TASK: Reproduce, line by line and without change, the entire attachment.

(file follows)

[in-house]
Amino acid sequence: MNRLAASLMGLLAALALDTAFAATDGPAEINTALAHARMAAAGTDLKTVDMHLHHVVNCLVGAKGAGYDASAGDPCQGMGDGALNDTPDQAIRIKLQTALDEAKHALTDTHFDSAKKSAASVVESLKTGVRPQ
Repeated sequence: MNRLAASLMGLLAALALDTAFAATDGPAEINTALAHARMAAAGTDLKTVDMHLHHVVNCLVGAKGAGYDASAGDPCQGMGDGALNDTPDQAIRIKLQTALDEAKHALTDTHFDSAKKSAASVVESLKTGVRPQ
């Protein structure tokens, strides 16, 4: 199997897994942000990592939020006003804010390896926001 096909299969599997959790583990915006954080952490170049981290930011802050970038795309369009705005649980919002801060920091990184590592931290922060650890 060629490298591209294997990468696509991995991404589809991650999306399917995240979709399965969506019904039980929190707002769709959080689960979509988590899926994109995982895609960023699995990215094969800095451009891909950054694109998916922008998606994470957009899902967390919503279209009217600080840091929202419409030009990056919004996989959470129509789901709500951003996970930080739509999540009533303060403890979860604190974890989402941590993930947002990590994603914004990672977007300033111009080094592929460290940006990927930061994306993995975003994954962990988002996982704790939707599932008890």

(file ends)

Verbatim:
[in-house]
Amino acid sequence: MNRLAASLMGLLAALALDTAFAATDGPAEINTALAHARMAAAGTDLKTVDMHLHHVVNCLVGAKGAGYDASAGDPCQGMGDGALNDTPDQAIRIKLQTALDEAKHALTDTHFDSAKKSAASVVESLKTGVRPQ
Repeated sequence: MNRLAASLMGLLAALALDTAFAATDGPAEINTALAHARMAAAGTDLKTVDMHLHHVVNCLVGAKGAGYDASAGDPCQGMGDGALNDTPDQAIRIKLQTALDEAKHALTDTHFDSAKKSAASVVESLKTGVRPQ
């Protein structure tokens, strides 16, 4: 199997897994942000990592939020006003804010390896926001 096909299969599997959790583990915006954080952490170049981290930011802050970038795309369009705005649980919002801060920091990184590592931290922060650890 060629490298591209294997990468696509991995991404589809991650999306399917995240979709399965969506019904039980929190707002769709959080689960979509988590899926994109995982895609960023699995990215094969800095451009891909950054694109998916922008998606994470957009899902967390919503279209009217600080840091929202419409030009990056919004996989959470129509789901709500951003996970930080739509999540009533303060403890979860604190974890989402941590993930947002990590994603914004990672977007300033111009080094592929460290940006990927930061994306993995975003994954962990988002996982704790939707599932008890």